Grupo Coordinador de Trabajo sobre Estadísticas de Pesca (CWP)

Aquaculture production

Aquaculture production core variables

The core variables identified for aquaculture are restricted to only two items as they are the most widely available. The core variables to be collected are:

  • Gross value of production
  • Employment

Gross value of production

The gross value of the production is normally collected together with production quantity statistics and the value is optimally collected at the farm-gate level (IMF 2014), that is, the value per unit (price) of the product at first sale, excluding any separately billed transport or delivery charge. It includes the sale on the market of production supplied to third parties, plus all duties and taxes invoiced. In order to establish the link to the production quantity these data should preferably be broken down by the same variables as the production data (segment, species, area, year, etc.).

Note that it is recommended that the basic economic variables be recorded in national currencies. In the case that reporting is made in USD (or another non-national currency) the exchange rate, source and date should be included in the metadata to ensure consistency. The suggested exchange rate source is FAO (refer currencies and funds).


Employment in fisheries should be collected in sex-disaggregated form. A further note should be made that the term fisher (refer also ILO, 2012) should not only include those operating from fishing vessels but also those fishers operating land-based fishing gears and/or from shore foot-fishing without the use of boats. Where possible, a breakdown by the type of activity by classification should be included with the employment data.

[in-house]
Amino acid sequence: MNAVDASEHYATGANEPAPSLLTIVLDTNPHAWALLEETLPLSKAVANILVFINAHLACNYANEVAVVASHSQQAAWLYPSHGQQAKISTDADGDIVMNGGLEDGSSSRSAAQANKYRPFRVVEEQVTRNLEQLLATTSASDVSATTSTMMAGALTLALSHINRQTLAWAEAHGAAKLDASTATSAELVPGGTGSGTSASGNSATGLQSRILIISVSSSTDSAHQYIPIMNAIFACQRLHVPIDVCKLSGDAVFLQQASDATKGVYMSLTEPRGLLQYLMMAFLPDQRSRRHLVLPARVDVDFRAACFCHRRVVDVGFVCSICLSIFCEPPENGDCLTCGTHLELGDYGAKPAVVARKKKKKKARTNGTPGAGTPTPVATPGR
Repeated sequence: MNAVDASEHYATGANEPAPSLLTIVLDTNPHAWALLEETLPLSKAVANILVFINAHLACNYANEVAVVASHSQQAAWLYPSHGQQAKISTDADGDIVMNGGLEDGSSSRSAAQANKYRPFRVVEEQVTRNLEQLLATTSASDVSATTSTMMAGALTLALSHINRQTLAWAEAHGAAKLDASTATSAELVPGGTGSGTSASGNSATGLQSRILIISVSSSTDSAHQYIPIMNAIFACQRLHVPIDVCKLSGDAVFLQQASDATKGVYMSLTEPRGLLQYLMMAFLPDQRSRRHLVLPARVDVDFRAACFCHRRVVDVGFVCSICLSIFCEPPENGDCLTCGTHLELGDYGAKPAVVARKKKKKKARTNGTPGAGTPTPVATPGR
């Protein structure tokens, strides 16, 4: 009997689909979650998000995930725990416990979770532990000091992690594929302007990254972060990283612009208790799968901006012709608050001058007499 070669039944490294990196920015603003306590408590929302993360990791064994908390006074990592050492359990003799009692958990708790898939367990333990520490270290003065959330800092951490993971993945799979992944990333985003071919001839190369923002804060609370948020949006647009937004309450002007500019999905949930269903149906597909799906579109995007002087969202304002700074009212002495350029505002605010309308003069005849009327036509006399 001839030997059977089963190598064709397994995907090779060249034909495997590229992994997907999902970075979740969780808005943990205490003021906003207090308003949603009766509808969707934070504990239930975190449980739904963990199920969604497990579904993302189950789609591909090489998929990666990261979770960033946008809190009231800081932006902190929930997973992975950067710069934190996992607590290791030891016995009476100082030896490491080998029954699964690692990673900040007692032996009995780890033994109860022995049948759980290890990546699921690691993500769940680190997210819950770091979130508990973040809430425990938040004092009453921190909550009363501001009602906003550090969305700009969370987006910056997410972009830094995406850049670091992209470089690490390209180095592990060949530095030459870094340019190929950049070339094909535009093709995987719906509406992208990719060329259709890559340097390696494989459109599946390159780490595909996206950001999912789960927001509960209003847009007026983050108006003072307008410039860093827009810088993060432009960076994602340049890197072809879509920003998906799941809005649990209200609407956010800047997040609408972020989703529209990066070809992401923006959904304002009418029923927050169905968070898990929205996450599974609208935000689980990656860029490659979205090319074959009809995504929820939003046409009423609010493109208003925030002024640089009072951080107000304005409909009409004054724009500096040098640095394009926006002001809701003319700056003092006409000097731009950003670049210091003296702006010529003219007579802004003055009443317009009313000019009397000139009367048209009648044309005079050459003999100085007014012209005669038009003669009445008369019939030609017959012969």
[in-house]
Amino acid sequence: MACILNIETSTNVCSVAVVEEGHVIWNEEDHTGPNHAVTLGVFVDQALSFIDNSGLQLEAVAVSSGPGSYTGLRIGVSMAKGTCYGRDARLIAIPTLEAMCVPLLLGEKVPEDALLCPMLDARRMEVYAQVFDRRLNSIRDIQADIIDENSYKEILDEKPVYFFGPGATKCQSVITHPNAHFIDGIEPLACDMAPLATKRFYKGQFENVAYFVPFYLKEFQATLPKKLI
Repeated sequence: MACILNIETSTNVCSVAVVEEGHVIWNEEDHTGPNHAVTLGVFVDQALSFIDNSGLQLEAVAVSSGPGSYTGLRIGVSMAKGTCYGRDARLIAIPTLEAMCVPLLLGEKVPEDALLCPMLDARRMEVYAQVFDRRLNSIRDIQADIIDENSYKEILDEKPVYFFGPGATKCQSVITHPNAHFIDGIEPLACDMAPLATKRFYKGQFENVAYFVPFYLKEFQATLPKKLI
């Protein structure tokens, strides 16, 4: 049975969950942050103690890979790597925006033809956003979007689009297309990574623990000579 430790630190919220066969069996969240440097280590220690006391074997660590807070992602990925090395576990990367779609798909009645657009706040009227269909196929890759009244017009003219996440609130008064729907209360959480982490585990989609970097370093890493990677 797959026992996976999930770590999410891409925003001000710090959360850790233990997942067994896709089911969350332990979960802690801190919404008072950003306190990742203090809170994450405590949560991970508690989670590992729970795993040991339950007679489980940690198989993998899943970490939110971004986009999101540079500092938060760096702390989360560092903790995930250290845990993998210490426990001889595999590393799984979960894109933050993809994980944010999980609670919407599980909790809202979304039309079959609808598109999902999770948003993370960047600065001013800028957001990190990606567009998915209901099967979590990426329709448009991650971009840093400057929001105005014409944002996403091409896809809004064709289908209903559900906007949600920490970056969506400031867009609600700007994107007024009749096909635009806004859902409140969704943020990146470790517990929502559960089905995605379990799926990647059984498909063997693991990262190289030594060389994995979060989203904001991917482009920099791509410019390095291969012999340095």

The number of fishers that are reported by the national statistics should follow the same flag principle that is followed when recording the catch and landing statistics. In other words, the statistics should reflect the number of fishers that are engaged in producing the landings recorded in accordance with the guidelines on the nationality of catch and landings. Therefore, fishers of a coastal state working on foreign vessels landing in this coastal state’s ports should be excluded from the data. The data should show, preferably separately, the national fishers working on foreign vessels chartered to national companies.

Classification of occupations - Employment for aquaculture farmers should be defined in accordance with the International Standard Classification of Occupations ISCO-08 (ILO, 2012) and the sub-section of the classification relevant to fisheries and aquaculture is summarized here.

Time-use definition – can be made either by full-time equivalent (FTE) or following the FAO FM questionnaire standard. For some purposes, the conversion of the employment data as FTE may be useful. Some experience exists in the collation of FTE data in Europe (Sabatella, 2016). However, in many situations it is the actual number of people engaged that is relevant and aquaculture can be subject to strong seasonal variation in employment based on the characteristics of the aquaculture sector.

Full-time equivalent (FTE) - FTE national should be calculated using a national reference level defined according to the features of the aquaculture sector, often 2000 hours annually. If the annual working hours per fish farmer is equal to or greater than the reference level, the FTE equals 1 per fish farmer, i.e.

  • if annual working hours ≥ national reference level, then FTE national = 1

If the annual working hours per fish farmer is below the reference level, the FTE per fish farmer is the fraction (annual working hours)/(national reference level), i.e.

  • if annual working hours < national reference level, then FTE national = (annual working hours)/(national reference level).

Fishery production additional variables